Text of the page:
React Now

Latest stories from i100
Have you tried new the Independent Digital Edition apps?
iJobs Job Widget
iJobs General

Guru Careers: Software Developer / C# Developer

£40-50K: Guru Careers: We are seeking an experienced Software / C# Developer w...

Guru Careers: Software Developer

£35 - 40k + Benefits: Guru Careers: We are seeking a Software Developer (JavaS...

SThree: Trainee Recruitment Consultant / Resourcer

£18000 - £23000 per annum + Commission: SThree: As a Trainee Recruitment Consu...

Ashdown Group: UI Developer - (UI, HTML, CSS, JavaScript, AngularJS)

£25000 - £40000 per annum: Ashdown Group: UI Developer - (UI, JavaScript, HTML...

Day In a Page

Read Next
Yvette Cooper campaigning in London at the launch of Labour’s women’s manifesto  

I want the Labour Party to lead a revolution in family support

Yvette Cooper
Liz Kendall  

Labour leadership contest: 'Moderniser' is just a vague and overused label

Steve Richards
Abuse - and the hell that came afterwards

Abuse - and the hell that follows

James Rhodes on the extraordinary legal battle to publish his memoir
Why we need a 'tranquility map' of England, according to campaigners

It's oh so quiet!

The case for a 'tranquility map' of England
'Timeless fashion': It may be a paradox, but the industry loves it

'Timeless fashion'

It may be a paradox, but the industry loves it
If the West needs a bridge to the 'moderates' inside Isis, maybe we could have done with Osama bin Laden staying alive after all

Could have done with Osama bin Laden staying alive?

Robert Fisk on the Fountainheads of World Evil in 2011 - and 2015
New exhibition celebrates the evolution of swimwear

Evolution of swimwear

From bathing dresses in the twenties to modern bikinis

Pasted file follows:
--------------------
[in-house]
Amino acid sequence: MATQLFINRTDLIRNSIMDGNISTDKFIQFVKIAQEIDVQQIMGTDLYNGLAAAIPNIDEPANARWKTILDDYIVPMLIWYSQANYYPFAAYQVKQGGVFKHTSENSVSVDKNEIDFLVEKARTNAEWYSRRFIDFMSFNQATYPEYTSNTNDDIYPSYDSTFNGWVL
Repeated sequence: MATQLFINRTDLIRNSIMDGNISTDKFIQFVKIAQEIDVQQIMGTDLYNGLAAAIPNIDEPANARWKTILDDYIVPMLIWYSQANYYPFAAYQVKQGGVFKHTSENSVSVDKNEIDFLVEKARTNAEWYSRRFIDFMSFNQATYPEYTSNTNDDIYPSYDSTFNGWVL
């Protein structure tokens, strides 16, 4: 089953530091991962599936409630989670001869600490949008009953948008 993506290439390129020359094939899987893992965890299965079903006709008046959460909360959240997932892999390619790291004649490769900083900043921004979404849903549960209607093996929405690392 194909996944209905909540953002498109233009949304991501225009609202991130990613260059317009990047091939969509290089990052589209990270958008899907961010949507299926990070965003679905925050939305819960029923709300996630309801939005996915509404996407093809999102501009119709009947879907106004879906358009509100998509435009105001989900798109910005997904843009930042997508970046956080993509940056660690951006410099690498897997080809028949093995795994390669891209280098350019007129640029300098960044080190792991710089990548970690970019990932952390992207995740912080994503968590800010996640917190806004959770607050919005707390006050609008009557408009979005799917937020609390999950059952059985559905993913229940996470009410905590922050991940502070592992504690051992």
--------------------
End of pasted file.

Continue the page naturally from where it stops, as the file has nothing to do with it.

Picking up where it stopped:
Sun, sex and an anthropological study: One British academic's summer of hell in Magaluf

Sun, sex and an anthropological study

One academic’s summer of hell in Magaluf
From Shakespeare to Rising Damp... to Vicious

Frances de la Tour's 50-year triumph

'Rising Damp' brought De la Tour such recognition that she could be forgiven if she'd never been able to move on. But at 70, she continues to flourish - and to beguile
'That Whitsun, I was late getting away...'

Ian McMillan on the Whitsun Weddings

This weekend is Whitsun, and while the festival may no longer resonate, Larkin's best-loved poem, lives on - along with the train journey at the heart of it
Kathryn Williams explores the works and influences of Sylvia Plath in a new light

Songs from the bell jar

Kathryn Williams explores the works and influences of Sylvia Plath
How one man's day in high heels showed him that Cannes must change its 'no flats' policy

One man's day in high heels

...showed him that Cannes must change its 'flats' policy
Is a quiet crusade to reform executive pay bearing fruit?

Is a quiet crusade to reform executive pay bearing fruit?

Dominic Rossi of Fidelity says his pressure on business to control rewards is working. But why aren’t other fund managers helping?
The King David Hotel gives precious work to Palestinians - unless peace talks are on

King David Hotel: Palestinians not included

The King David is special to Jerusalem. Nick Kochan checked in and discovered it has some special arrangements, too
More people moving from Australia to New Zealand than in the other direction for first time in 24 years

End of the Aussie brain drain

More people moving from Australia to New Zealand than in the other direction for first time in 24 years
Meditation is touted as a cure for mental instability but can it actually be bad for you?

Can meditation be bad for you?

Researching a mass murder, Dr Miguel Farias discovered that, far from bringing inner peace, meditation can leave devotees in pieces
Eurovision 2015: Australians will be cheering on their first-ever entrant this Saturday

Australia's first-ever Eurovision entrant

Australia, a nation of kitsch-worshippers, has always loved the Eurovision Song Contest. Maggie Alderson says it'll fit in fine